Updated Abandoned Property Law Greatly Benefits Commercial Landlords

Author(s): Alison E. Geddes

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Your tenant’s rent check didn’t arrive this month.  You call and you email, but get no response.  You drive to the property, and there is a sign on the door that says “Closed.”  A look inside reveals that your tenant has left personal property.  The business owner next door says your tenant closed two weeks ago, and told her that he was moving to China.  How do you get your space back and what are you going to do with the personal property?

We see situations like this occur frequently in our practice and they are usually messy in more ways than one.  California has laws governing the abandonment of real and personal property which, if not followed properly, can expose landlords to liability.  On January 1, 2019, significant changes to these laws took effect which greatly benefit property owners.

Usually, the first step in circumstances such as these is to reclaim possession of the real property. The vehicle used to do this is a Notice of Belief of Abandonment of Real Property (NBARP) which can be utilized to avoid an eviction lawsuit.  Under the old law, landlords needed to wait until rent was outstanding for 14 days before sending a NBARP.  Effective January 1, 2019, the Notice can be served upon the tenant if the landlord believes the property may have been abandoned and the rent has not been paid within the number of days required to declare a lease default according to the lease (provided that it is not less than three days).  A NBARP now expires 15 days after the notice is served and the landlord can take possession of the premises at this time. A standard three-day notice requires a court proceeding to evict the tenant.

It is also now statutorily acceptable for a landlord to serve both a three-day notice to pay rent and a NBARP together, which can save time and expense in situations where the tenant does not pay the rent but responds, when served with a NBARP, that the leased premises have not been abandoned.  California’s new abandoned commercial real property statute also changed the law so that the mere fact a tenant left personal property in the abandoned premises is not enough for the tenant to argue the property has not been abandoned.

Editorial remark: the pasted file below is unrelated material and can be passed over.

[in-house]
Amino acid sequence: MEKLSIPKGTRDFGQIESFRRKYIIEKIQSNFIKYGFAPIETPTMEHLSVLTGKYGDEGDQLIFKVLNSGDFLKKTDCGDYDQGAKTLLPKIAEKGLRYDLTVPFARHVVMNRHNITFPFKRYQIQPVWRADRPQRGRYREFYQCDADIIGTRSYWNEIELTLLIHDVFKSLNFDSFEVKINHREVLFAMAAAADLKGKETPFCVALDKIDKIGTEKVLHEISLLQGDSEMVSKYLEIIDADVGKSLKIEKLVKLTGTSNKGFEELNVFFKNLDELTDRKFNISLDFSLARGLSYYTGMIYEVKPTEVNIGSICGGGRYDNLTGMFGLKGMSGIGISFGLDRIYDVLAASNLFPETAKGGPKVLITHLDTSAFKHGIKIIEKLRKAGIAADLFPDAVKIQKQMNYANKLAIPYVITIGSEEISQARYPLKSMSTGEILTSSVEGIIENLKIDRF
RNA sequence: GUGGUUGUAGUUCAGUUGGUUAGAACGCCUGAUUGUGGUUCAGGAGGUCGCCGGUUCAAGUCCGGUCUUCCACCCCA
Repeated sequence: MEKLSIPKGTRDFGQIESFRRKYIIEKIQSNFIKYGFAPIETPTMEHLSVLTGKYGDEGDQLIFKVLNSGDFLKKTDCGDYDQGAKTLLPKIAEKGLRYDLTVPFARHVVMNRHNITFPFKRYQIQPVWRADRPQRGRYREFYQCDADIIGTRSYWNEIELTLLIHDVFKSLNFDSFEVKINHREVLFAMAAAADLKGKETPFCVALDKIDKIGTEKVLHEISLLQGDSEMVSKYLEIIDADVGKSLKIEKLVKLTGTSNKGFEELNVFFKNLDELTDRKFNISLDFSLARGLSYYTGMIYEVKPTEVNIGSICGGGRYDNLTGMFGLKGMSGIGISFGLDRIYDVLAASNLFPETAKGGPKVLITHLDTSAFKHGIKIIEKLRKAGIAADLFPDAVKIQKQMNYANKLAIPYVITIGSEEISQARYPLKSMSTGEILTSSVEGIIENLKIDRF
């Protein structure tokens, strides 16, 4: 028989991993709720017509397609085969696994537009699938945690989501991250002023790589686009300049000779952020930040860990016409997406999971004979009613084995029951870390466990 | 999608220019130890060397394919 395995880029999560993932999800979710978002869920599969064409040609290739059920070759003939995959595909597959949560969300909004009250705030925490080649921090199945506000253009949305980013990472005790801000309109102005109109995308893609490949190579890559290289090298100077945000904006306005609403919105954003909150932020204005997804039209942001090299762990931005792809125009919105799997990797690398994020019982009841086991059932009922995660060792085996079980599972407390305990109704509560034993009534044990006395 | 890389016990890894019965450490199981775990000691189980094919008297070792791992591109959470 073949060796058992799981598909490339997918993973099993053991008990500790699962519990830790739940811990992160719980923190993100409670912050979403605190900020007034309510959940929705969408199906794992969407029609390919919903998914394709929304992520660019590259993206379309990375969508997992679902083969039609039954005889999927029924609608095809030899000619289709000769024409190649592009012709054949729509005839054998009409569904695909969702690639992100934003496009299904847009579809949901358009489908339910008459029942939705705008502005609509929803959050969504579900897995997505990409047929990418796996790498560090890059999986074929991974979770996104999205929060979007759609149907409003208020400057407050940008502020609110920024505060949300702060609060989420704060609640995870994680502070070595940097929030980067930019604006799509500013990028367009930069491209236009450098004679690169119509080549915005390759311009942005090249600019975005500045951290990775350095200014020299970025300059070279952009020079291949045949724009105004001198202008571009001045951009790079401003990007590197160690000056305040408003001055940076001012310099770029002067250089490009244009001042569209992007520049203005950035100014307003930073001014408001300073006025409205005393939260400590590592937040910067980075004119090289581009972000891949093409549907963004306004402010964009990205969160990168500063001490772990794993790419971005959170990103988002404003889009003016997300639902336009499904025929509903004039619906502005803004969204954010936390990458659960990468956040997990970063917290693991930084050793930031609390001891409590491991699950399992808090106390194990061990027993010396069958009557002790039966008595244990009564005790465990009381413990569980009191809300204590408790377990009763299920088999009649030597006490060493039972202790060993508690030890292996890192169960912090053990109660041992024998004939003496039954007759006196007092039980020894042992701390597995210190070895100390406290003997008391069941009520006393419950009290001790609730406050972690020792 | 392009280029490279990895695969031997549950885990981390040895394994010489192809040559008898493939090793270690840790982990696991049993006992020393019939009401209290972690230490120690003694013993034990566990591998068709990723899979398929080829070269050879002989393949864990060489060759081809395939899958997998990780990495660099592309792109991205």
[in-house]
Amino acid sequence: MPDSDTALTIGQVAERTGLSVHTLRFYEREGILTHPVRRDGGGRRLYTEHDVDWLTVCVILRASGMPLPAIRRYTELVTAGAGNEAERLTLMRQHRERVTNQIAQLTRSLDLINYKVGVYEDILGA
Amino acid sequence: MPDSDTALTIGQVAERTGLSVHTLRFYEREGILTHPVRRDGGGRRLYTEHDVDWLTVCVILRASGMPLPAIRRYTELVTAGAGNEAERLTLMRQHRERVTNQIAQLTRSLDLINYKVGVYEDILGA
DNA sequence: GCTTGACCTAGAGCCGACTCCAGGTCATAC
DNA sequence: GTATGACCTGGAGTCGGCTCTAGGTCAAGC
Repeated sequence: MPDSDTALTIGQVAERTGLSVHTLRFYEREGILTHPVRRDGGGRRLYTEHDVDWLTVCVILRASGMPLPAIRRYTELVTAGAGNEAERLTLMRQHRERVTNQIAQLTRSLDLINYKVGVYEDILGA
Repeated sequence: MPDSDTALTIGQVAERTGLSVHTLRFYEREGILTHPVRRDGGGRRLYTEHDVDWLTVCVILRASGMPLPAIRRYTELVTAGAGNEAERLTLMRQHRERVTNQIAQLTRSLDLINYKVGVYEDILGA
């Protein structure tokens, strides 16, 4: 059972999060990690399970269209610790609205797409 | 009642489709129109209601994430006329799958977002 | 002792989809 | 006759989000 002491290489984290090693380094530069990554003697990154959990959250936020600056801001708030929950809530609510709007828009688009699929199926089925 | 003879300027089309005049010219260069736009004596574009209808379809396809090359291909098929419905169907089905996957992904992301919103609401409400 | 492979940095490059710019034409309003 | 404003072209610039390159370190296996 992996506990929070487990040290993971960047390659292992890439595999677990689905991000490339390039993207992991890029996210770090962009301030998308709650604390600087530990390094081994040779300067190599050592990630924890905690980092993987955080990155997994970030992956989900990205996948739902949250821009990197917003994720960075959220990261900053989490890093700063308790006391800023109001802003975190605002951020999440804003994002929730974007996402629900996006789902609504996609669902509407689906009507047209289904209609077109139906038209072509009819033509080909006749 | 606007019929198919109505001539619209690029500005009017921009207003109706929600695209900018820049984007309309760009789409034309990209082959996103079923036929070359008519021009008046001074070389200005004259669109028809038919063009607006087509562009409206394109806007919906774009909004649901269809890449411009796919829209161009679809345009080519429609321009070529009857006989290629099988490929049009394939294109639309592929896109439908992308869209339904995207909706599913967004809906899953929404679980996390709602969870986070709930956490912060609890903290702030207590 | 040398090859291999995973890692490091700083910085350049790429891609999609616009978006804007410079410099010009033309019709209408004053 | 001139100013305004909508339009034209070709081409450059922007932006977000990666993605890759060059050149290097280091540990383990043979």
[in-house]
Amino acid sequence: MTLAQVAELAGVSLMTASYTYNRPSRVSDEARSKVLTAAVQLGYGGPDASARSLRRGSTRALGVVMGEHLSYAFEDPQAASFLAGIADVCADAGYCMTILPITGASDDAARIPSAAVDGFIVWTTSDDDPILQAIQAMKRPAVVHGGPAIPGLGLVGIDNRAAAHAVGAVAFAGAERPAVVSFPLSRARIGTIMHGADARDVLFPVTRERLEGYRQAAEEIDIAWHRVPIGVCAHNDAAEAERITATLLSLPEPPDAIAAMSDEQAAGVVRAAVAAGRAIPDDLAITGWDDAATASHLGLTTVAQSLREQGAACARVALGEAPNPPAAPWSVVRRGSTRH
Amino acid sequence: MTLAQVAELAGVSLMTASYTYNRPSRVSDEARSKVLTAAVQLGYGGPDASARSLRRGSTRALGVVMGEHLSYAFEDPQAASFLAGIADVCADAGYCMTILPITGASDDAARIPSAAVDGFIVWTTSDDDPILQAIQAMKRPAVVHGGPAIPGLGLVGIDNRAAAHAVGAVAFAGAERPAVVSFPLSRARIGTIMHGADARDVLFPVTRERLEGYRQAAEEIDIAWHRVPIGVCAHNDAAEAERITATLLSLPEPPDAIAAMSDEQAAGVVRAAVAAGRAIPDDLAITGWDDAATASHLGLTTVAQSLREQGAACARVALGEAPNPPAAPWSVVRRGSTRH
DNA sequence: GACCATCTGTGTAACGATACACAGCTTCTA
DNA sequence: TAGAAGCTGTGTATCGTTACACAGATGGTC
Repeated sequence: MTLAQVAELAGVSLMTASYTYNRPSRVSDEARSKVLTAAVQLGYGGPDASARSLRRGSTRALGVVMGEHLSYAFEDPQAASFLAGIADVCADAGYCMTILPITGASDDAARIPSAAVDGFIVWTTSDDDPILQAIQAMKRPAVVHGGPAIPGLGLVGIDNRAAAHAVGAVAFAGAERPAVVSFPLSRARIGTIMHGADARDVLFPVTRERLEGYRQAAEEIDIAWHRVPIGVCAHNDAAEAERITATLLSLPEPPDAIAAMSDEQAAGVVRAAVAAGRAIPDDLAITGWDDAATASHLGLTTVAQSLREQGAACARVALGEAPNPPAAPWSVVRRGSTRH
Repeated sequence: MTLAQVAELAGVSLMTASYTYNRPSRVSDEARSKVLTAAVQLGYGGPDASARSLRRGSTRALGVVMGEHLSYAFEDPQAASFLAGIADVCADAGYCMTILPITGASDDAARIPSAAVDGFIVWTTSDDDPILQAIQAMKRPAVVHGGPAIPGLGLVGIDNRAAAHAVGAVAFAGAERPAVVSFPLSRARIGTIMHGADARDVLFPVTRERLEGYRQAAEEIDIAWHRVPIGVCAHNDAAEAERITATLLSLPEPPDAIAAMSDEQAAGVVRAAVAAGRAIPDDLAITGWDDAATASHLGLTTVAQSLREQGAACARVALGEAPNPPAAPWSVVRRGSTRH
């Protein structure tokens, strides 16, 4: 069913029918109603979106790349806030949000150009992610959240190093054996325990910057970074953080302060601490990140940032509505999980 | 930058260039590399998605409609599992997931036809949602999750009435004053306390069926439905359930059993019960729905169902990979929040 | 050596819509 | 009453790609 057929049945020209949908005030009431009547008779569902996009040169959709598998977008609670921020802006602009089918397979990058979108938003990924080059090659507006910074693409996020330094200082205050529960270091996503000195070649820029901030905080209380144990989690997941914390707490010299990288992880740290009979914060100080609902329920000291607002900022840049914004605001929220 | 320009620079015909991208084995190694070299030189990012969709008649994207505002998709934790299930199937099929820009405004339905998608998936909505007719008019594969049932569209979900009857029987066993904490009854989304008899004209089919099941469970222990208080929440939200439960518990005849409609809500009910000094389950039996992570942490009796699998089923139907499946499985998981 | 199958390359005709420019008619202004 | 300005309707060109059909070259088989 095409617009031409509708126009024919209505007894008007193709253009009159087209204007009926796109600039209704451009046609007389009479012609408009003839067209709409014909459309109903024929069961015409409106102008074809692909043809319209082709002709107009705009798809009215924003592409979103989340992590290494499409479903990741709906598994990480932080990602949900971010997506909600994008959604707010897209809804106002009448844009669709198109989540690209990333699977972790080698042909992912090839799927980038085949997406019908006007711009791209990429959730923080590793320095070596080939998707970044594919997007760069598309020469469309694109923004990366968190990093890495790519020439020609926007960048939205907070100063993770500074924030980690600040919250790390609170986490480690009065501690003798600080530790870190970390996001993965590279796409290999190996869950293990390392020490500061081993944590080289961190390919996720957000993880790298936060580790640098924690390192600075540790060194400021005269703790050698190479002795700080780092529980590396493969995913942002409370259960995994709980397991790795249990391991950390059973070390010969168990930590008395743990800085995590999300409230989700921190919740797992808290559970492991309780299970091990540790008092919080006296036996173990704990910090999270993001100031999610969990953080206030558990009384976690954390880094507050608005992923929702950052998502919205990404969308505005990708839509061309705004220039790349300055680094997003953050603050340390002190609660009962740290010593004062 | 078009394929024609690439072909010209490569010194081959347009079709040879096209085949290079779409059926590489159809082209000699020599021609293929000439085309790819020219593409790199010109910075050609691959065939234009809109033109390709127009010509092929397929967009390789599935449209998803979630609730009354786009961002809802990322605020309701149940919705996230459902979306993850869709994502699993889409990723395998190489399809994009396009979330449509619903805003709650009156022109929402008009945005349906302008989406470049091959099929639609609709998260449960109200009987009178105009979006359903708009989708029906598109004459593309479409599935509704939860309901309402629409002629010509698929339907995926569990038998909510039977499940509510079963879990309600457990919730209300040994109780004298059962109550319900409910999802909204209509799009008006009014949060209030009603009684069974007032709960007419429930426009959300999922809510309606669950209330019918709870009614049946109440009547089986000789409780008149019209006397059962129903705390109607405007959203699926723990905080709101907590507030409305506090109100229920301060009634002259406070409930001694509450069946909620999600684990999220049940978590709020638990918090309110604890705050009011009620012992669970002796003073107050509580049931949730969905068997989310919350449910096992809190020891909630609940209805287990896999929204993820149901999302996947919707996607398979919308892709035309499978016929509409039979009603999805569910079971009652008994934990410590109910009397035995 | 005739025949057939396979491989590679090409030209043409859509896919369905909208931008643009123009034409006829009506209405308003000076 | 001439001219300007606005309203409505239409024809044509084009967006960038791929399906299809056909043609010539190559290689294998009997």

Once you have your space back, what do you do about the tenant’s abandoned personal property?  Serve another notice, of course – this time informing the tenant that he can reclaim the personal property or it will be retained or sold at auction.  The personal property must be sold at an auction if its value exceeds a statutory threshold. Effective January 1, 2019, the threshold value of abandoned personal property has been increased to the greater of $2,500.00 or one month’s rent.  Any abandoned personal property which is worth less than the new threshold value may now be retained by the landlord (or thrown away) if it is not claimed by the tenant after service of a notice of right to reclaim abandoned personal property.

As an example, if a restaurant tenant leaves personal property estimated to be worth $10,000.00 within a leased premises and the monthly rent for that premises is $15,000.00, a landlord will not need to conduct an auction to dispose of the abandoned equipment.  In prior years, an auction of the personal property may have been required under these facts.  Of course, other factors exist which may require an auction to be conducted regardless of the value of the abandoned personal property, such as the presence of liens recorded by secured creditors.

We are pleased with these new changes to California law and the attorneys within Trainor Fairbrook’s Property Management Law Section have already begun successfully utilizing them.  We recommend that property owners and managers continue to seek advice from an attorney regarding tenants’ abandoned real and personal property to ensure strict compliance with all applicable laws in order to minimize potential liability.

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